Michigan prepares for legalisation of online gambling and sports betting

Michigan prepares for legalisation of online gambling and sports betting

Following recent news that the US state of Michigan could become the latest state to legalise online gambling and sports betting, it has led to a flurry of activity in the potentially lucrative US iGaming market.

After nearly a year from when the Legislature and Governor for the state, Gretchen Whitmer approved legislation for internet gambling and online sports wagering, this development could finally be set to materialise.

These new regulations which have been approved by the Joint Committee on Administrative Rules that includes 10 individual legislators, as well as the Republican chairman of the committee, Senator Pete Lucido, could come into effect as early as mid-December.

As early as Spring 2020, people were able to place sports bets in casinos in Michigan, however, the delay for the implementation of internet gambling was held up because of license receipt and the COVID-19 global pandemic which put a halt to most industries.

What could this mean for the US gambling industry?

Already there are currently a handful of states that allow online gambling across the whole spectrum (this includes sports betting and all other forms of online gambling), which include New Jersey, Pennsylvania, West Virginia, Nevada, and Delaware, there are others that only offer certain forms of online gambling activity, such as solely online sports betting.

While these states are looking into the possibility of being able to offer everything online that is associated with gambling, Michigan is one state that has been swift in its progress. It is easy to see why this decision was an easy one.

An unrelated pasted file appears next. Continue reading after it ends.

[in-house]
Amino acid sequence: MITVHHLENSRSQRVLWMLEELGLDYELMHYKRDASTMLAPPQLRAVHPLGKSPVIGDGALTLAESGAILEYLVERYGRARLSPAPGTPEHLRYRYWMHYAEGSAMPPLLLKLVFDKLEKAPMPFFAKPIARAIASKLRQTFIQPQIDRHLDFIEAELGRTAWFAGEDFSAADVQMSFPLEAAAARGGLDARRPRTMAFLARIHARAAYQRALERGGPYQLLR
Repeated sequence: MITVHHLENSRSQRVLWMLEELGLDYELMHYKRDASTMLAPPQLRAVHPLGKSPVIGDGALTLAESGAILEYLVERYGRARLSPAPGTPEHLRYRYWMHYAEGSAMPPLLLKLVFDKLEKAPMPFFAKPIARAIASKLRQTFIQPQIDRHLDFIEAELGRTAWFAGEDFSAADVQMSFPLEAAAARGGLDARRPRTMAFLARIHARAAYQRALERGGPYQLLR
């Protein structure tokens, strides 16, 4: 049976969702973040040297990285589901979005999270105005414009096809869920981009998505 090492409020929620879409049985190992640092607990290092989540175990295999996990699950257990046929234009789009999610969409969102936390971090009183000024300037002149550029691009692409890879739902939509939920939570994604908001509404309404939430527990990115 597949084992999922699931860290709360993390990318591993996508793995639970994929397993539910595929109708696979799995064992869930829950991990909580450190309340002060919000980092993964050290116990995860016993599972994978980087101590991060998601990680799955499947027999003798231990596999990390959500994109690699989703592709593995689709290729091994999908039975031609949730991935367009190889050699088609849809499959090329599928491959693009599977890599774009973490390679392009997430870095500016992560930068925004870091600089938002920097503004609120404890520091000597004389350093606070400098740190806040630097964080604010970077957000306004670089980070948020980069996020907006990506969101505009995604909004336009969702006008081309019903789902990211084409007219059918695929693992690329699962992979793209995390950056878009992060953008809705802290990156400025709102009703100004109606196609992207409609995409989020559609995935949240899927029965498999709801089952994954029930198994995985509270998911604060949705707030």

Michigan boasts the city of Detroit, which is the 11th wealthiest in the USA in terms of individual surplus disposable income, while there is also a strong gambling element in three of its flagship downtown casinos.

The legalisation of online gambling in Michigan represents a great opportunity for the state to benefit from the taxes that are bound to come from what is likely to be an influx of new casino sites made available for residents of Michigan and potentially have other states casting envious looks in their direction.

Whether it could cause a domino effect further west across the USA remains to be seen, though is it a coincidence that online gambling legislation has gradually emerged from the east? When you look at the map, you will see an obvious pattern in an almost straight line from New Jersey to Michigan, with the states of Pennsylvania and West Virginia sandwiched in between.

What other states may follow suit?

While we saw most of the movement for the legalisation of online gambling come during a Republican reign of power, it begs the question of whether there could be a slowdown in the approval of online gambling in other states, due to a move back to a Democratic presidency.

There will always be some states in the USA that will remain anti-gambling and as such we are unlikely to see this happen, such as California, this does not necessarily mean that this will not happen for other states.

With much of the approval of online gambling happening in the east of the country (with the exception of Nevada of course which is home to the iconic Las Vegas resort), it could be that states that retained a Republican constituency may be venturing into the possibility of approving regulation of an industry that can really bring in a considerable amount of revenue.

One interesting state is that of Illinois in the mid-west and only a “stone’s throw” from Michigan. It already has some ‘play at your own risk’ online casinos that are not licensed, which demonstrates a clear demand.

It is also home to Chicago which is the wealthiest city in the mid-west and boasts a median income of $365,000 (based on figures from NerdWallet), while the top one percent earn over $600,000. 

In addition, the city plays home to some of the most prestigious companies in the world such as hedge funds and law firms which do have perhaps a tenuous but clear link to the gambling industry, the former in particular. 

For now though at least, it appears that the state of Michigan is in the driving seat.